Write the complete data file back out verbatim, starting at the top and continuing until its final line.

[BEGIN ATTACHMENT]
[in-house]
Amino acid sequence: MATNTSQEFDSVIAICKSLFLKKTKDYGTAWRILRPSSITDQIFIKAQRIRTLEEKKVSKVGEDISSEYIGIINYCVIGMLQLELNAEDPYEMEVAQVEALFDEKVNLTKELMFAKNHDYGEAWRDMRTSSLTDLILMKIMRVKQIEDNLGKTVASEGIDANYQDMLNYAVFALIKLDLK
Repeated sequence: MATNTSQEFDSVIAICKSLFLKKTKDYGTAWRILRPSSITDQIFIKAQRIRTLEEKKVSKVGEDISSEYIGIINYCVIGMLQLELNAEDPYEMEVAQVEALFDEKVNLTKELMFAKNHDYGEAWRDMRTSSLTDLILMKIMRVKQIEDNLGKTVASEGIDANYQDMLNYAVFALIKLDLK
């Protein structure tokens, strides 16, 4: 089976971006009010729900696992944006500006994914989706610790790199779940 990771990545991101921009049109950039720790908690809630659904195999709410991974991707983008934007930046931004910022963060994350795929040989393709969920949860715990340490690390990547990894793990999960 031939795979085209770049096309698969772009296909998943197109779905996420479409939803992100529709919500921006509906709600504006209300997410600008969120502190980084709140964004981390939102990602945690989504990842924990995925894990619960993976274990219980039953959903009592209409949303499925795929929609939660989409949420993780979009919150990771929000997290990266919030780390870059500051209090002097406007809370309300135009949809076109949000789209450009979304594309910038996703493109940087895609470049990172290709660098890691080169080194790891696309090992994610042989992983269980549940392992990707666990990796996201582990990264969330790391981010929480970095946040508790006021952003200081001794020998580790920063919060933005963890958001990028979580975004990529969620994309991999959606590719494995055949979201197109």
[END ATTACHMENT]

[in-house]
Amino acid sequence: MATNTSQEFDSVIAICKSLFLKKTKDYGTAWRILRPSSITDQIFIKAQRIRTLEEKKVSKVGEDISSEYIGIINYCVIGMLQLELNAEDPYEMEVAQVEALFDEKVNLTKELMFAKNHDYGEAWRDMRTSSLTDLILMKIMRVKQIEDNLGKTVASEGIDANYQDMLNYAVFALIKLDLK
Repeated sequence: MATNTSQEFDSVIAICKSLFLKKTKDYGTAWRILRPSSITDQIFIKAQRIRTLEEKKVSKVGEDISSEYIGIINYCVIGMLQLELNAEDPYEMEVAQVEALFDEKVNLTKELMFAKNHDYGEAWRDMRTSSLTDLILMKIMRVKQIEDNLGKTVASEGIDANYQDMLNYAVFALIKLDLK
């Protein structure tokens, strides 16, 4: 089976971006009010729900696992944006500006994914989706610790790199779940 990771990545991101921009049109950039720790908690809630659904195999709410991974991707983008934007930046931004910022963060994350795929040989393709969920949860715990340490690390990547990894793990999960 031939795979085209770049096309698969772009296909998943197109779905996420479409939803992100529709919500921006509906709600504006209300997410600008969120502190980084709140964004981390939102990602945690989504990842924990995925894990619960993976274990219980039953959903009592209409949303499925795929929609939660989409949420993780979009919150990771929000997290990266919030780390870059500051209090002097406007809370309300135009949809076109949000789209450009979304594309910038996703493109940087895609470049990172290709660098890691080169080194790891696309090992994610042989992983269980549940392992990707666990990796996201582990990264969330790391981010929480970095946040508790006021952003200081001794020998580790920063919060933005963890958001990028979580975004990529969620994309991999959606590719494995055949979201197109």